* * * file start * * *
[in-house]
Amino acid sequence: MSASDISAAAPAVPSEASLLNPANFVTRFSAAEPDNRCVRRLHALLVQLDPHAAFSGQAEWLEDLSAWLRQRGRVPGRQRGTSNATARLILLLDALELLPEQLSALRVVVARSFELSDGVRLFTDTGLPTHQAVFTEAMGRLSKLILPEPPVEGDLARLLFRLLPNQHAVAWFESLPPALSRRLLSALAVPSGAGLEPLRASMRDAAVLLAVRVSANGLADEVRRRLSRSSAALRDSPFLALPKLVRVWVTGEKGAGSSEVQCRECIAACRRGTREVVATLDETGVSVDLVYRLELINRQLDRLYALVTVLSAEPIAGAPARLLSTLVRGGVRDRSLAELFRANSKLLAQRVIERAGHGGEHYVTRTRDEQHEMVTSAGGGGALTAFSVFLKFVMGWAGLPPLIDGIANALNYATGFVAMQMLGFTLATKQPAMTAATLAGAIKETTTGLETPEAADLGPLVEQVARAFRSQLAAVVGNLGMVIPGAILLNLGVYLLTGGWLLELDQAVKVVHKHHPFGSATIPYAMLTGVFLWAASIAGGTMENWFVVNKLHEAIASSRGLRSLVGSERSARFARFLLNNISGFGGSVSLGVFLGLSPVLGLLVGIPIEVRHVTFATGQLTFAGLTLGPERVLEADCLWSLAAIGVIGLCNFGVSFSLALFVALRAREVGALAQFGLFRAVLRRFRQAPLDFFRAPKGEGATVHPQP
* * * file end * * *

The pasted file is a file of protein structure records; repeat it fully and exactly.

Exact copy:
[in-house]
Amino acid sequence: MSASDISAAAPAVPSEASLLNPANFVTRFSAAEPDNRCVRRLHALLVQLDPHAAFSGQAEWLEDLSAWLRQRGRVPGRQRGTSNATARLILLLDALELLPEQLSALRVVVARSFELSDGVRLFTDTGLPTHQAVFTEAMGRLSKLILPEPPVEGDLARLLFRLLPNQHAVAWFESLPPALSRRLLSALAVPSGAGLEPLRASMRDAAVLLAVRVSANGLADEVRRRLSRSSAALRDSPFLALPKLVRVWVTGEKGAGSSEVQCRECIAACRRGTREVVATLDETGVSVDLVYRLELINRQLDRLYALVTVLSAEPIAGAPARLLSTLVRGGVRDRSLAELFRANSKLLAQRVIERAGHGGEHYVTRTRDEQHEMVTSAGGGGALTAFSVFLKFVMGWAGLPPLIDGIANALNYATGFVAMQMLGFTLATKQPAMTAATLAGAIKETTTGLETPEAADLGPLVEQVARAFRSQLAAVVGNLGMVIPGAILLNLGVYLLTGGWLLELDQAVKVVHKHHPFGSATIPYAMLTGVFLWAASIAGGTMENWFVVNKLHEAIASSRGLRSLVGSERSARFARFLLNNISGFGGSVSLGVFLGLSPVLGLLVGIPIEVRHVTFATGQLTFAGLTLGPERVLEADCLWSLAAIGVIGLCNFGVSFSLALFVALRAREVGALAQFGLFRAVLRRFRQAPLDFFRAPKGEGATVHPQP